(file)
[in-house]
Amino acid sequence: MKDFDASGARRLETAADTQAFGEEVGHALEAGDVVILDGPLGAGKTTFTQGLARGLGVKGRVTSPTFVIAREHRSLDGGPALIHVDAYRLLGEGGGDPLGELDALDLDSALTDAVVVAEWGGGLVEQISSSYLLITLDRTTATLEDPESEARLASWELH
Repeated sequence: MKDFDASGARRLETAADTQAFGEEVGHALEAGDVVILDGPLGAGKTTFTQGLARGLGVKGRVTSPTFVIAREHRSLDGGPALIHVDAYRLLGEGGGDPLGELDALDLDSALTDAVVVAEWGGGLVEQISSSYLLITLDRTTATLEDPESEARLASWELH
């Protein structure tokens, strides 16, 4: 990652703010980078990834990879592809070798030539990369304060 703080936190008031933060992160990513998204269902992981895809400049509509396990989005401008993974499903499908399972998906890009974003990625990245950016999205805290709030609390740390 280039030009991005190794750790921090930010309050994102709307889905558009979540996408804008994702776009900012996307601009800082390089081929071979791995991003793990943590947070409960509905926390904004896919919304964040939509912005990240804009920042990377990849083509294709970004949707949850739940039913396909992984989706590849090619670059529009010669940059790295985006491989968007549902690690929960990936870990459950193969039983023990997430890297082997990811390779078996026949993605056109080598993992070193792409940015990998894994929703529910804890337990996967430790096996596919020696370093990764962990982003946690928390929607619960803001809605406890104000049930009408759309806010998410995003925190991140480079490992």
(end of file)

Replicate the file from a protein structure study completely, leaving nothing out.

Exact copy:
[in-house]
Amino acid sequence: MKDFDASGARRLETAADTQAFGEEVGHALEAGDVVILDGPLGAGKTTFTQGLARGLGVKGRVTSPTFVIAREHRSLDGGPALIHVDAYRLLGEGGGDPLGELDALDLDSALTDAVVVAEWGGGLVEQISSSYLLITLDRTTATLEDPESEARLASWELH
Repeated sequence: MKDFDASGARRLETAADTQAFGEEVGHALEAGDVVILDGPLGAGKTTFTQGLARGLGVKGRVTSPTFVIAREHRSLDGGPALIHVDAYRLLGEGGGDPLGELDALDLDSALTDAVVVAEWGGGLVEQISSSYLLITLDRTTATLEDPESEARLASWELH
């Protein structure tokens, strides 16, 4: 990652703010980078990834990879592809070798030539990369304060 703080936190008031933060992160990513998204269902992981895809400049509509396990989005401008993974499903499908399972998906890009974003990625990245950016999205805290709030609390740390 280039030009991005190794750790921090930010309050994102709307889905558009979540996408804008994702776009900012996307601009800082390089081929071979791995991003793990943590947070409960509905926390904004896919919304964040939509912005990240804009920042990377990849083509294709970004949707949850739940039913396909992984989706590849090619670059529009010669940059790295985006491989968007549902690690929960990936870990459950193969039983023990997430890297082997990811390779078996026949993605056109080598993992070193792409940015990998894994929703529910804890337990996967430790096996596919020696370093990764962990982003946690928390929607619960803001809605406890104000049930009408759309806010998410995003925190991140480079490992």